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exploring wine with tim fish

Could Harvest Be Just Six Weeks Away in California?

Early signs of veraison point to an unusual start for crush in 2014
Photo by: David Yellen

Posted: Jun 18, 2014 11:00am ET

Take your vacation soon, California winemakers. Early signs of veraison are already upon us. Veraison—when grapes begin ripening, turn softer and change color—rarely starts this early. It usually doesn't get going until the Fourth of July.

Veraison is significant for many reasons, but it's a big indicator of when harvest could begin: about six weeks later is the general rule. A lot depends on the region, grape variety, how a vineyard is farmed and, of course, the weather, but it boggles the mind that harvest could begin before Aug. 1, and not just for sparkling wine.

Because of warm weather in the spring and the continuing drought, the 2014 growing season has run early since the beginning.

Bedrock winemaker Morgan Twain-Peterson this week spotted veraison on 109-year-old Zinfandel vines in Pato Vineyard and with Mourvèdre in Evangelho Vineyard; both are located in Contra Costa County northeast of San Francisco Bay.

Siduri winemaker Adam Lee reported that Pinot Noir vines are beginning to ripen along the Santa Lucia Highlands, which often sees an early pick.

Central Coast grower Peter Cargasacchi said Pinot Noir in Santa Maria Valley and Syrah in Paso Robles planted in light, sandy soils and with good sun exposure are getting started. As for his vineyards in cooler Sta. Rita Hills, Cargasacchi said, "I normally start [veraison] the first week of August, but expect to see it in early to mid-July."

Most regions in Napa and Sonoma counties are a few weeks away, as is much of Paso Robles. Jason Haas 
of 
Tablas Creek Vineyard in Paso hasn't spotted veraison yet but expects harvest to begin by the end of August, two weeks earlier than normal but about the same time as last year.

When Saxum winemaker Justin Smith in Paso Robles heard that some areas were beginning veraison, he asked, "Whoa, are you serious? We aren't close at all—still pea-sized berries."

Yes, it's going to be an interesting year. Look for updates here on vintage 2014 in California. What about other winemakers and growers: What are you seeing in your vineyards?

Carole Meredith
Mount Veeder, Napa —  June 18, 2014 12:05pm ET
We're still a long way off up here on Mount Veeder. The berries are still fairly small.
Tim Fish
Sonoma County —  June 18, 2014 3:36pm ET
That doesn't surprise me, Carole. Thanks for commenting. Cheers.
David Rossi
Napa, CA —  June 19, 2014 7:57am ET
My best guess is my first harvest will be in Chalone for Pinot Noir(still wine, not sparkling) around the end of August. We are running just slightly ahead of last year. My records show we pick between 1850 and 1950 degree days in Soledad. That would give us about 55 days to go.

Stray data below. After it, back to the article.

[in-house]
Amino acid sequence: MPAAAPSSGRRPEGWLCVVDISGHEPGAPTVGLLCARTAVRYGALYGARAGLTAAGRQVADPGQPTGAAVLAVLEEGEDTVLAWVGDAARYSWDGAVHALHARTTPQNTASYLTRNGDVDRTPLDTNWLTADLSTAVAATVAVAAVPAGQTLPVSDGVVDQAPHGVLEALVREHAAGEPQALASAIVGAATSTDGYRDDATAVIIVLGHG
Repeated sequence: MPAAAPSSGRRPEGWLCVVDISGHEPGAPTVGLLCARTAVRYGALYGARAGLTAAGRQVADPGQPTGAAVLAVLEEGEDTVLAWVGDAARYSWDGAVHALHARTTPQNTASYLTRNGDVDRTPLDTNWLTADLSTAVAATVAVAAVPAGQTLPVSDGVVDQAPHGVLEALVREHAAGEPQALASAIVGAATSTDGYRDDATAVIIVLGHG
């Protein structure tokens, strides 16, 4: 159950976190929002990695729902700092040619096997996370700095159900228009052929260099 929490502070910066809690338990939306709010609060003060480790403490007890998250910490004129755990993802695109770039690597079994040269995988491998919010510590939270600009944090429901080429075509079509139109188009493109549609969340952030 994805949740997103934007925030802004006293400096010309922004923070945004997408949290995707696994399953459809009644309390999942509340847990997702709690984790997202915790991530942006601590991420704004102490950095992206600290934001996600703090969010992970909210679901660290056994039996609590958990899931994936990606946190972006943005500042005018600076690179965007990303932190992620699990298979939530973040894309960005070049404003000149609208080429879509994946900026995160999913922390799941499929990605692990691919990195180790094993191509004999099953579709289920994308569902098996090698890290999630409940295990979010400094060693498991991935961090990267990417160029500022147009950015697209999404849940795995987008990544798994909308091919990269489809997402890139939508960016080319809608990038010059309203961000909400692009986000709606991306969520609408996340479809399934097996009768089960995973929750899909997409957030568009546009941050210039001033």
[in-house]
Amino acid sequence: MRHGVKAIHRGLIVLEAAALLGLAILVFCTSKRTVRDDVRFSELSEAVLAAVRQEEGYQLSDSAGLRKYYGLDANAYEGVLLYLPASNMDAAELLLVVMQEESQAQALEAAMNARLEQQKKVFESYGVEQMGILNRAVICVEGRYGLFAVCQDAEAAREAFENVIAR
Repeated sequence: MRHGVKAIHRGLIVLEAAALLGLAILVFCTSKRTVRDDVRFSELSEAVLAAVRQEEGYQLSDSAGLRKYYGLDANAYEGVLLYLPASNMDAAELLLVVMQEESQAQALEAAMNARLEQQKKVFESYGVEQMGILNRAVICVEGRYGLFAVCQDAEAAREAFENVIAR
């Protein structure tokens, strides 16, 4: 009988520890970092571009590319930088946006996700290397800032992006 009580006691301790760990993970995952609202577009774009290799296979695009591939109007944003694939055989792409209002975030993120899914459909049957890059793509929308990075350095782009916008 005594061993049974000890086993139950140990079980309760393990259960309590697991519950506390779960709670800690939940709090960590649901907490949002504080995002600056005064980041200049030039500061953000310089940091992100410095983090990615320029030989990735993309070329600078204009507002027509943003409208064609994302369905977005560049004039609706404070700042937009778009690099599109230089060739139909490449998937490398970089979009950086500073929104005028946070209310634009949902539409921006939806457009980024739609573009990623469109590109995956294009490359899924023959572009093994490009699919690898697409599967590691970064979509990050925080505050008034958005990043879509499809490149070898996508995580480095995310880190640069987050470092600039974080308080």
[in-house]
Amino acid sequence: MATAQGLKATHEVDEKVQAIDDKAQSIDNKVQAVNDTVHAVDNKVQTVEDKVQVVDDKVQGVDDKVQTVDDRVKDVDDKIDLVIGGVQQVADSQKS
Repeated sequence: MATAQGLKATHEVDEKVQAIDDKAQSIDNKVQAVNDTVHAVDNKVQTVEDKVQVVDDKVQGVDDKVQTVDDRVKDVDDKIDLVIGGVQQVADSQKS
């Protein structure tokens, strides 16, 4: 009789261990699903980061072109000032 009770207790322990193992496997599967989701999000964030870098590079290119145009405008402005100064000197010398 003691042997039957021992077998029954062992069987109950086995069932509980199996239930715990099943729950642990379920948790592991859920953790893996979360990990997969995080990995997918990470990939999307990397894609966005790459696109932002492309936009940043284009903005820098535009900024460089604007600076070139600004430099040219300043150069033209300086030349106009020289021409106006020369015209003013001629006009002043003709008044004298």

Very ballpark, but I would be shocked if we hadn't picked by Labor Day.
Harvey Steiman
San Francisco —  June 19, 2014 1:29pm ET
We in California seemingly are becoming Australia, where some regions routinely start picking in early February (analogous to August in the N hemisphere). They deal with drought routinely too.
Thomas T Thomas
Philo, CA, Mendocino —  June 19, 2014 7:36pm ET
still pea size berries in my vineyard in Anderson Valley so while we might be early, I can't see it being early August
Tablas Creek Vineyard
Paso Robles, CA —  June 20, 2014 5:04pm ET
Thanks, Tim! This will indeed be an interesting year to watch develop. For anyone interested in a little more detail on what we're seeing in Paso Robles (and why we think it will still be a while before we see veraison at Tablas Creek) there are photos and some analysis on our blog: http://tablascreek.typepad.com/tablas/2014/06/veraison-in-june-not-so-fast-in-paso-robles-at-least.html
Jolene Patterson
Sonoma County California —  June 22, 2014 1:49pm ET
I regularly visit pinot noir and chardonnay vineyards in Sonoma County. In most vineyards, the growth stage is still evident with tendrils reaching and strong (not ready for veraison), although the vineyards appear to be 2-3 weeks ahead of 2013. One group of vineyards using a Grand-Cru style planting was shutting down and looking to start veraison in the next week or so (located in the Russian River Valley AVA and Occidental Hills of the Sonoma Coast AVA)

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